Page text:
Getting to know and love an Eichler means adapting to special challenges.
“If you don’t mind being hot in the summer and cold in the winter, and you don’t mind a leaky roof,” says Opsahl with a grin, “you’ll love it.”
Many newer Eichler home-owners have spent thousands of dollars in renovations, redoing or undoing what previous owners have done to damage the Eichler sensibility (despite the innate modernity of the houses, some owners decorate them in French Provincial or some other style ill-suited to the architecture), as well as to repair those areas of the house that are particularly sensitive.
Eichler-owners may be starry-eyed about their beloved homes, but they are also pragmatic. If certain problems come with the Eichler territory-and they do-Eichler-owners say, so be it.
“These are a hole in the ground into which you throw money,” quips Verna Samhammer, adding, “I have very few complaints about this house.
“Once you live in a house like this, how can you go back?”
Single-paned glass does not make for easy or efficient heating and cooling, as Eichler owners soon find out. On the other hand, they are quick to note that opening the houses’ many doors and windows can allow refreshing cross-ventilation in warm weather. As Walton says, “You put a sweater on [when it’s cold], you open doors or windows [when it’s hot].”
Eichler homes are known for their radiant heat systems, in which water pipes are installed beneath the floor; hot water runs through the pipes warming the floor and-in theory-the rest of the house. (Not every Eichler has radiant heat, though. The Ettinger house has a forced-air system that more efficiently heats and cools the house, as do many of its Fairhaven neighbors.) Radiant heating can bring other problems with it-like leaks in the floor. But today different methods of leak detection make it much simpler and less time-consuming to locate, and thus repair, a leak.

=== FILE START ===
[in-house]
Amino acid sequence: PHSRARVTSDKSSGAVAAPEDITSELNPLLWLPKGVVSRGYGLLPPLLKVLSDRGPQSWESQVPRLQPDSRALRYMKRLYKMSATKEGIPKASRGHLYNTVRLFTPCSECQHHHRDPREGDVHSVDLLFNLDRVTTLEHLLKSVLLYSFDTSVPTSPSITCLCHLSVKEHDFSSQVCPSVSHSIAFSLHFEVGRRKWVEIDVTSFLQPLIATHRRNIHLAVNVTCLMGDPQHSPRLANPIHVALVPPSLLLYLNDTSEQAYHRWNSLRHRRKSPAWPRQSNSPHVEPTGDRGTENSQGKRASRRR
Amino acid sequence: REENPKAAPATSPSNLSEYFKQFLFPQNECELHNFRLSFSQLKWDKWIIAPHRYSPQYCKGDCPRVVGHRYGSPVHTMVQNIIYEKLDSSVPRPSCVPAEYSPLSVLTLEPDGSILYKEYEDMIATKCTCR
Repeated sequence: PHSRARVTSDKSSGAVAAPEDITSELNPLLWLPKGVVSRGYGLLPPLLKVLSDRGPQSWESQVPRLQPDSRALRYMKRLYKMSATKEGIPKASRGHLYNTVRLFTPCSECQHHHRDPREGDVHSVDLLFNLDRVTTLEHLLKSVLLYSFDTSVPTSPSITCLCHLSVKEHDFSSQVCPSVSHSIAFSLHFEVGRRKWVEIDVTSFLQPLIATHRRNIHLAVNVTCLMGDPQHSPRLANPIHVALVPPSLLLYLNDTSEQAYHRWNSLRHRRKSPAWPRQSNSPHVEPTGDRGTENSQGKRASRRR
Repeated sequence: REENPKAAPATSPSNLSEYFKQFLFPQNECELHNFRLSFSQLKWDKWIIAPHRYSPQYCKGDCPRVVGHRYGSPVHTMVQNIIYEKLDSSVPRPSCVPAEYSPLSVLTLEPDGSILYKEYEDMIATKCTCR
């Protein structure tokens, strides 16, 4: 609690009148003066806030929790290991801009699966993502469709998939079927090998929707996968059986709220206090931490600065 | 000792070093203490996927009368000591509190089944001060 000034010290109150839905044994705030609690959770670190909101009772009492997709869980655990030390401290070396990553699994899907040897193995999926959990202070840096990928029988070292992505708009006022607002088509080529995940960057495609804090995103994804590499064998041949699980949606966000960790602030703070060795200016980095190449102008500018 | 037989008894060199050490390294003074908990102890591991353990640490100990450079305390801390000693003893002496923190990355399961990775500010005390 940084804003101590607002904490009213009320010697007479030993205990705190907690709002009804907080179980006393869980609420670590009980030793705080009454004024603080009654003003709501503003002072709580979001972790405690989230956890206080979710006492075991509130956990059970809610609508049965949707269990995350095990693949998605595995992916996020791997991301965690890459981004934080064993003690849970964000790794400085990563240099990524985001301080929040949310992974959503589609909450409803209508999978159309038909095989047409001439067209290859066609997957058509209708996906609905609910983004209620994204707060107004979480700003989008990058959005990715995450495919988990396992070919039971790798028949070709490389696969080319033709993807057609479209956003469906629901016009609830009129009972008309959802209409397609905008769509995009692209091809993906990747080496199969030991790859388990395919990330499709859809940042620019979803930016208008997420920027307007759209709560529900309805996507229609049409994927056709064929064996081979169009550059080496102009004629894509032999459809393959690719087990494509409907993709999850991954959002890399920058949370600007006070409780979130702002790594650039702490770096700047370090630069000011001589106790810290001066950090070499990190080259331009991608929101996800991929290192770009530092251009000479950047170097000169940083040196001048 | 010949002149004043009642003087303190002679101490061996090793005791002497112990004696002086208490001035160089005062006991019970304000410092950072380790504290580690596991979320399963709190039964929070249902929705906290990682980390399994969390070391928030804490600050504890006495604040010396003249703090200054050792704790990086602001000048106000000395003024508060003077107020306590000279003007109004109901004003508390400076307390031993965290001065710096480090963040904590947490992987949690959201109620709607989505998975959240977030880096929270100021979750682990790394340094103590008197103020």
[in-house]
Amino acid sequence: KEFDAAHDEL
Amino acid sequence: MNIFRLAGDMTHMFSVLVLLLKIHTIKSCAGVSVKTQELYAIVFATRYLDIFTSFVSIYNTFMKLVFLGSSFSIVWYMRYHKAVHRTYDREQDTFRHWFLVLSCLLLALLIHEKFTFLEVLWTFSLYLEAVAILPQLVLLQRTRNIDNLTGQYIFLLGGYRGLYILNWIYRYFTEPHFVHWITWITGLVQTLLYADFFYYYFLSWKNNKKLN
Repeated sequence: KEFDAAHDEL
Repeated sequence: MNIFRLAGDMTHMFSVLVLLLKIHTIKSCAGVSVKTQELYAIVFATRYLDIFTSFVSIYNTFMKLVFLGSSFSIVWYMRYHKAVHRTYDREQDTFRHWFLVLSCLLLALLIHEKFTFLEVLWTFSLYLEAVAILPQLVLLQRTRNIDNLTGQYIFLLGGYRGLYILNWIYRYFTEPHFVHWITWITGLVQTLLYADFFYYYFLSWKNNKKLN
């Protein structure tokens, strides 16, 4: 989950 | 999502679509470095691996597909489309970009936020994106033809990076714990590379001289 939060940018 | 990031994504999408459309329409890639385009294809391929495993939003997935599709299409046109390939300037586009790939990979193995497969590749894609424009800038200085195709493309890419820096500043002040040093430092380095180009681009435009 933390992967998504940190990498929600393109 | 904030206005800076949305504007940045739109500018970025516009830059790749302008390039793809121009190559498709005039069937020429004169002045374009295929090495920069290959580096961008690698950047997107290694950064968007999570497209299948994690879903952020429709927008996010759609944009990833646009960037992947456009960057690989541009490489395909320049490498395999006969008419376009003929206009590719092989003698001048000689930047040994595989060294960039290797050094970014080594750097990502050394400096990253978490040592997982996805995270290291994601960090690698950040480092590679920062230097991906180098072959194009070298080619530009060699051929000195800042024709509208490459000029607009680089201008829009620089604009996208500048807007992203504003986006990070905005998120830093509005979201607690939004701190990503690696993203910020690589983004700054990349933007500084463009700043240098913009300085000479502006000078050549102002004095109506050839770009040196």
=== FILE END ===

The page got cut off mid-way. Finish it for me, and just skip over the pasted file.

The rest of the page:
One Eichler-owner describes a flat roof simply as a “terrible idea.” It certainly can be problematic (despite what the Eichler Homes Inc.’s homeowners’ manual says). Leaky Eichlers and regular roof replacements are not uncommon. But there are ways to minimize problems-by keeping the downspouts cleaned out, for one thing.
Karnes also recommends siphoning off the excess water. A neighbor demonstrated for her once, and she has followed his example for 40 years. After a heavy rain, she takes a garden hose and sticks one end of it in the deepest part of the puddle on the roof, holding the hose in place with a rock. Back on the ground, she sucks on the other end of the hose until she pulls the water from the puddle into the hose and down to the ground.
“[The roof is] not a big deal,” adds Brian Jacobs, Carla’s husband. “You go up and look for your leaks and patch them, and you’re good.”
Eichlers were sizable homes at the time they were built, and many of them still retain a spacious feel. They do offer less storage space than more recently-built homes, however. Orange architect Susan Secoy, who owned an Eichler and has also worked on renovation designs for several (including the Ettingers’), puts it simply: “Get rid of a lot of your stuff, first and foremost,” she says.